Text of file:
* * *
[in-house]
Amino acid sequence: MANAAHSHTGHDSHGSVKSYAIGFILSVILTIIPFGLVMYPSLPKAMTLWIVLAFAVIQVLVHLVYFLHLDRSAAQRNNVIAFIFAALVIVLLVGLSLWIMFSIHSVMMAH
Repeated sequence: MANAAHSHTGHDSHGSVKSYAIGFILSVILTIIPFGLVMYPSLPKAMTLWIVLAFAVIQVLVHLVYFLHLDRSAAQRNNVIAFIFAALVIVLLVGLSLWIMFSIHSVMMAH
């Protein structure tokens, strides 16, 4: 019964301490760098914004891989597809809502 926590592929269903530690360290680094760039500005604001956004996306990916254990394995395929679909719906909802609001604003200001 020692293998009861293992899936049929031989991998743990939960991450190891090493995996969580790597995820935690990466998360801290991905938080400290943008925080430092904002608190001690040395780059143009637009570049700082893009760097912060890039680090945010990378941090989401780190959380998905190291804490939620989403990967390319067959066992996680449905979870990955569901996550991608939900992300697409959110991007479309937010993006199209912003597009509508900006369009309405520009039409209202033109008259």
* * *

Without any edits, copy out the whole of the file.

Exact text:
[in-house]
Amino acid sequence: MANAAHSHTGHDSHGSVKSYAIGFILSVILTIIPFGLVMYPSLPKAMTLWIVLAFAVIQVLVHLVYFLHLDRSAAQRNNVIAFIFAALVIVLLVGLSLWIMFSIHSVMMAH
Repeated sequence: MANAAHSHTGHDSHGSVKSYAIGFILSVILTIIPFGLVMYPSLPKAMTLWIVLAFAVIQVLVHLVYFLHLDRSAAQRNNVIAFIFAALVIVLLVGLSLWIMFSIHSVMMAH
């Protein structure tokens, strides 16, 4: 019964301490760098914004891989597809809502 926590592929269903530690360290680094760039500005604001956004996306990916254990394995395929679909719906909802609001604003200001 020692293998009861293992899936049929031989991998743990939960991450190891090493995996969580790597995820935690990466998360801290991905938080400290943008925080430092904002608190001690040395780059143009637009570049700082893009760097912060890039680090945010990378941090989401780190959380998905190291804490939620989403990967390319067959066992996680449905979870990955569901996550991608939900992300697409959110991007479309937010993006199209912003597009509508900006369009309405520009039409209202033109008259």